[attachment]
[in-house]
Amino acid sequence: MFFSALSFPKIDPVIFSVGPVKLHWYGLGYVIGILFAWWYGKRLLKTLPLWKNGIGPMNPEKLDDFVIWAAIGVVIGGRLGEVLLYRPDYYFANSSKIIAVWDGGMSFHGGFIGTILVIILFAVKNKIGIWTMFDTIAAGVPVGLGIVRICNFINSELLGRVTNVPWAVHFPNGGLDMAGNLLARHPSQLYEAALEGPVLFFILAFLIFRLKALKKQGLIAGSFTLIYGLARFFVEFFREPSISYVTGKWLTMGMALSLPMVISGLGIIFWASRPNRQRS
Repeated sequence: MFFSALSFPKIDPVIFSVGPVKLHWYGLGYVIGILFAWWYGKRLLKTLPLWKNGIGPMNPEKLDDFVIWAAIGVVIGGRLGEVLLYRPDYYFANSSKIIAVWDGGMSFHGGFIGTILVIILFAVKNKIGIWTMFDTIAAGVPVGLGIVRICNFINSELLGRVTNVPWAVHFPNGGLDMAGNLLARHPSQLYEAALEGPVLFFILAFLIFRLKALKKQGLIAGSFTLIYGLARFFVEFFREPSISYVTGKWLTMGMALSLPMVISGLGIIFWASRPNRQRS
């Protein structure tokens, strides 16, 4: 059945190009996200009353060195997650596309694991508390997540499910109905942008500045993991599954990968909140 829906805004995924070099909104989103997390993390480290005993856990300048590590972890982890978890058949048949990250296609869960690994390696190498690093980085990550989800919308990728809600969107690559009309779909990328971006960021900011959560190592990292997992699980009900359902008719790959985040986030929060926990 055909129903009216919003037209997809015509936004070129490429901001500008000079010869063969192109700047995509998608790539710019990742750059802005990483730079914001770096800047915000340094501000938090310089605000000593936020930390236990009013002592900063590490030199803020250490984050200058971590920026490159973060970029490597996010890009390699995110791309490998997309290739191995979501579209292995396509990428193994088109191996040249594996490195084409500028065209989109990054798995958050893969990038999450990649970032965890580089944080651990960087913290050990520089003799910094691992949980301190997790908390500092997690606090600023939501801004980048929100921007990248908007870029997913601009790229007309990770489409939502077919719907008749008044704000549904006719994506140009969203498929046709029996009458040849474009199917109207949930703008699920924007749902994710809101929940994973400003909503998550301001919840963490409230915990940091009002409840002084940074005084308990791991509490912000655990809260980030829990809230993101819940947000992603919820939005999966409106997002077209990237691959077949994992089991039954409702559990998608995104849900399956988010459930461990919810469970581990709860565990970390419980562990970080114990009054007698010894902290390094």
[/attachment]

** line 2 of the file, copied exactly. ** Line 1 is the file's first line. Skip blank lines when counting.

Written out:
Amino acid sequence: MFFSALSFPKIDPVIFSVGPVKLHWYGLGYVIGILFAWWYGKRLLKTLPLWKNGIGPMNPEKLDDFVIWAAIGVVIGGRLGEVLLYRPDYYFANSSKIIAVWDGGMSFHGGFIGTILVIILFAVKNKIGIWTMFDTIAAGVPVGLGIVRICNFINSELLGRVTNVPWAVHFPNGGLDMAGNLLARHPSQLYEAALEGPVLFFILAFLIFRLKALKKQGLIAGSFTLIYGLARFFVEFFREPSISYVTGKWLTMGMALSLPMVISGLGIIFWASRPNRQRS